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The Legal Battle Commences: Kroger v. Equifax

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Extra! Extra! Read all about it! Equifax faces another massive lawsuit, this time for its involvement in the theft of sensitive data.

Hackers allegedly used a website, run and managed by Equifax, in order to steal the personal information from W-2 forms from potentially hundreds of thousands of Kroger employees across the country. It is also believed that these identity thieves used information gathered from Equifax to file fraudulent tax returns on Kroger employees. Further, this data breach could have affected other employees at other companies who use the same W-2 Express program run and managed by Equifax Workforce Solutions.

Equifax, as many know, is the nation’s largest credit reporting agency, based out of Atlanta, Georgia. The lawsuit was subsequently filed on May 24, 2016 in the U.S. District Court by an Atlanta Kroger employee by the name of Betzalel Yochanan. The suit is a class action, containing more than 431,000 of Kroger’s employees, as well as an “undetermined” number of former employees.

The lawsuit accuses Equifax of failing to protect the employees’ information, as well as violating federal and Georgia laws requiring companies to take “reasonable measures” to protect sensitive personal data. Further, it alleges that Equifax failed to quickly investigate and notify potentially harmed persons that the data breach had occurred. The lawsuit seeks unspecified damages and assistance from Equifax for monitoring Kroger employees’ credit history.

The data breach was discovered April 27, 2016, and Kroger notified its employees of the breach in the beginning of May 2016. It is stated that the only barrier the hackers had to crack to get access to the data contained in the W-2 forms was a relatively simple initial password. Namely, a combination of the workers’ birth year and the last four of their Social Security number.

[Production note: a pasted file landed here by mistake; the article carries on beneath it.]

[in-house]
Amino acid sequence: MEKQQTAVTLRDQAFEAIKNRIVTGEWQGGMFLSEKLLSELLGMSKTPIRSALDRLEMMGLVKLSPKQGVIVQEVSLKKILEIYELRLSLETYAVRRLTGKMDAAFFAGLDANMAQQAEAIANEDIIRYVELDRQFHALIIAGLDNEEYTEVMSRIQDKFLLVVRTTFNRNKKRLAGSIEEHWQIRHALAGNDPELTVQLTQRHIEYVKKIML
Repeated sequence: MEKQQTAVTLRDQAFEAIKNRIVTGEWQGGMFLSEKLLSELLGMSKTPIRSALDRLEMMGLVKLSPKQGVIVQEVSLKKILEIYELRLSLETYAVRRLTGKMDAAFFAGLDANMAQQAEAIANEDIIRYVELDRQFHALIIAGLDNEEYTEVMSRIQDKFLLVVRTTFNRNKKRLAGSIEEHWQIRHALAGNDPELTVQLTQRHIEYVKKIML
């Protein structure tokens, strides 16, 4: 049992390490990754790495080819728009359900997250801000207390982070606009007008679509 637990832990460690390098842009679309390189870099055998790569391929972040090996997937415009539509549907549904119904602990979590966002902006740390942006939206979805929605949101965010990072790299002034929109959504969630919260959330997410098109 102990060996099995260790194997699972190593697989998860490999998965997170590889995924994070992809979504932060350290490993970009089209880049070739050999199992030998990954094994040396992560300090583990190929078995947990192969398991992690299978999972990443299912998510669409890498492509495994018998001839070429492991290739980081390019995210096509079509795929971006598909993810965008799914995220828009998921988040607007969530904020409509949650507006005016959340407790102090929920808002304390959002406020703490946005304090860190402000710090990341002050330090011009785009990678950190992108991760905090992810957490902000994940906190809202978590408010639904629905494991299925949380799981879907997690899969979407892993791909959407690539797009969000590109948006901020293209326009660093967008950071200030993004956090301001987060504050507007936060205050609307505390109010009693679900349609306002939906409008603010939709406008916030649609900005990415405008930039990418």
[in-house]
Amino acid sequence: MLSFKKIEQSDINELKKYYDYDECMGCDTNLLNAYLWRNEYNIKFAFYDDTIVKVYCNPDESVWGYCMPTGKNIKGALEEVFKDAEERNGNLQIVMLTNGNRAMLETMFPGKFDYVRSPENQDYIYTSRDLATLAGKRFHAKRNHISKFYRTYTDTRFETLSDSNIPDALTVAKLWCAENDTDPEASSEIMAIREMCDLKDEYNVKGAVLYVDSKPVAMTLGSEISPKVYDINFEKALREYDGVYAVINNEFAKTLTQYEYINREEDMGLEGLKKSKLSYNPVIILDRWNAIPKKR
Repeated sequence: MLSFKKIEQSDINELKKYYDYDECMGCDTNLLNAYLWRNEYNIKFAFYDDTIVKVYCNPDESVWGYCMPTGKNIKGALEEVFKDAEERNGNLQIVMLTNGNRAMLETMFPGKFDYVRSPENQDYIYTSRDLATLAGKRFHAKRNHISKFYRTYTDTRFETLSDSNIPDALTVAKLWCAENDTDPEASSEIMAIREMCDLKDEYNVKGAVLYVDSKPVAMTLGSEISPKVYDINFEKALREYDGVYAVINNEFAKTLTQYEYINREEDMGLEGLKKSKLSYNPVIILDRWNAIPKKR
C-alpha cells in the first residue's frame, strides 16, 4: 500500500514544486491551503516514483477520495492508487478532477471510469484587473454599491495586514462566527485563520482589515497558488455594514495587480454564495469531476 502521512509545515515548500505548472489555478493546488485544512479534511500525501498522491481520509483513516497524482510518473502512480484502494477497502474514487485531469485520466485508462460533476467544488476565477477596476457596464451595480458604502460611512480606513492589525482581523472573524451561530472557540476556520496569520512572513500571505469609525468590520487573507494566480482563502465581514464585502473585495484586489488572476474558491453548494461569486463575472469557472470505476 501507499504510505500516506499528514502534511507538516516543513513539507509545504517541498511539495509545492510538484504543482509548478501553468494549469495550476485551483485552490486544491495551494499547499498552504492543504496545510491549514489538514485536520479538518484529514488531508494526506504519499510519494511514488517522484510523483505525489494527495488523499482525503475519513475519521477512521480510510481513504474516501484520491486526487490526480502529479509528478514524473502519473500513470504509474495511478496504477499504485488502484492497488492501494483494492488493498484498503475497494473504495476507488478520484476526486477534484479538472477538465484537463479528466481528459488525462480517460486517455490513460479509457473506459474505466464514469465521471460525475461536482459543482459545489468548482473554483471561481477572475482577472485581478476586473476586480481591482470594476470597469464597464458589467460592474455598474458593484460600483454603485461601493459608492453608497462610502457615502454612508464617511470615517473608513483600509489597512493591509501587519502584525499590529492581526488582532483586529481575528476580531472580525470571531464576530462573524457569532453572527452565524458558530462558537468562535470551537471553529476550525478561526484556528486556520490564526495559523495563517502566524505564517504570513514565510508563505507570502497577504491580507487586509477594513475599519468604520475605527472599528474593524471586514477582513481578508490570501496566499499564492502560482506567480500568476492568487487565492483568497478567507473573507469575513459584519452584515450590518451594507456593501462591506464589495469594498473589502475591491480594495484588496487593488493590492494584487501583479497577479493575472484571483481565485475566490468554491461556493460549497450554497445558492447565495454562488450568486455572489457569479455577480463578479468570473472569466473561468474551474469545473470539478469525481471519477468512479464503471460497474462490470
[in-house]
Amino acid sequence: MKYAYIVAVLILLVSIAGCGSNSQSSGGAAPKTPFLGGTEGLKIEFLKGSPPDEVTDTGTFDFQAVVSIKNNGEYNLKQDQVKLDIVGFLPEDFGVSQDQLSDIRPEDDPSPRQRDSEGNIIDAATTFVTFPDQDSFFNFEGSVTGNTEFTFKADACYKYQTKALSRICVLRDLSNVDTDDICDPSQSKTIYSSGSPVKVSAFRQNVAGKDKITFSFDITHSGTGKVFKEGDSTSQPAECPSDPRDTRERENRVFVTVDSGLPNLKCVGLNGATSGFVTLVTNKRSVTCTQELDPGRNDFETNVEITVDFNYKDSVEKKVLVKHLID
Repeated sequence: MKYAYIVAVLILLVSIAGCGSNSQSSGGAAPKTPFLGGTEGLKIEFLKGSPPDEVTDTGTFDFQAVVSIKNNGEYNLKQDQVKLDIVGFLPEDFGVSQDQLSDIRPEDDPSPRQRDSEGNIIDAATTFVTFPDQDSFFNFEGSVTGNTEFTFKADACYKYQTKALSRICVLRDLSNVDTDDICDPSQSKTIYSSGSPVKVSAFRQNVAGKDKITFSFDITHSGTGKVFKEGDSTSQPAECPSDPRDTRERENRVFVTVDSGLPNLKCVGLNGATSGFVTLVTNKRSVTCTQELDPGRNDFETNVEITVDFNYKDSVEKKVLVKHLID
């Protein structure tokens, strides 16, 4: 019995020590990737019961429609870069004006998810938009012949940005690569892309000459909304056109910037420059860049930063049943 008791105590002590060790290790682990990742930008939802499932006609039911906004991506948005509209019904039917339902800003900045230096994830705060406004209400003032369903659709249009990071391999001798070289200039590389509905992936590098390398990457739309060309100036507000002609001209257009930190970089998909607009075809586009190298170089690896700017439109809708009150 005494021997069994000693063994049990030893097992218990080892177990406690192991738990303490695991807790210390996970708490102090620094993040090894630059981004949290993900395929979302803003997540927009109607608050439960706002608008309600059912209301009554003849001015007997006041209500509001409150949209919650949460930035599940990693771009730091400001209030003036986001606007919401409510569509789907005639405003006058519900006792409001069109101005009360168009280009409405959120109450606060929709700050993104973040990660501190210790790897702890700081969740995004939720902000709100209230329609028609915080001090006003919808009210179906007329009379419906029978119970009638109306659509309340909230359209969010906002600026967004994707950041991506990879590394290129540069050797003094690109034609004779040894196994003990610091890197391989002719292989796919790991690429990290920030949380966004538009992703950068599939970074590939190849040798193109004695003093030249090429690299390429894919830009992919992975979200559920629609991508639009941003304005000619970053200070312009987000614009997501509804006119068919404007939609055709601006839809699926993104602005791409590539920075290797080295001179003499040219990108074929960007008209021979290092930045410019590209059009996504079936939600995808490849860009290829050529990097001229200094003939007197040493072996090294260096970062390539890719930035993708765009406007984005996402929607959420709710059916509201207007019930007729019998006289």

W-2 forms are annual statements that an employer is required by law to send to workers and the IRS. A W-2 reports tax information regarding income taxes withheld, annual wages, and other highly sensitive data including a person’s address, date of birth, and Social Security number.

The damage that could result from this type of breach could be irreparable. Kroger employees might have to spend the rest of their lives exhausting time and resources combating the damage done by the identity theft. Such damage includes, but is not limited to, the fraudulent opening of credit cards, mortgages, and other accounts.

This all goes to prove why consumers should stay on top of their credit reports, and monitor them regularly to ensure they are reporting correctly and there are no errors. Certain errors even amount to violations under the Fair Credit Reporting Act (FCRA), and damages are available to harmed consumers if the errors are not remedied. At McCarthy Law, we know the importance of staying on top of credit reports and getting errors removed. That’s why we dedicated an entire team of attorneys to work on YOUR credit reporting errors for FREE! Yes, that’s right! For FREE! To find out more information, call or visit our website today – (855) 867-2121 or http://www.mccarthylawyer.com/credit-report-errors/.

The Legal Battle Commences: Kroger v. Equifax was last modified: March 9th, 2017 by Kevin Fallon McCarthy
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Kevin Fallon McCarthy is the McCarthy Law PLC’s managing attorney and an experienced Phoenix debt attorney. Mr. McCarthy has also worked as general counsel for a large corporation. He has corporate counsel experience in human resource matters, general corporate governance, and union class action litigation.
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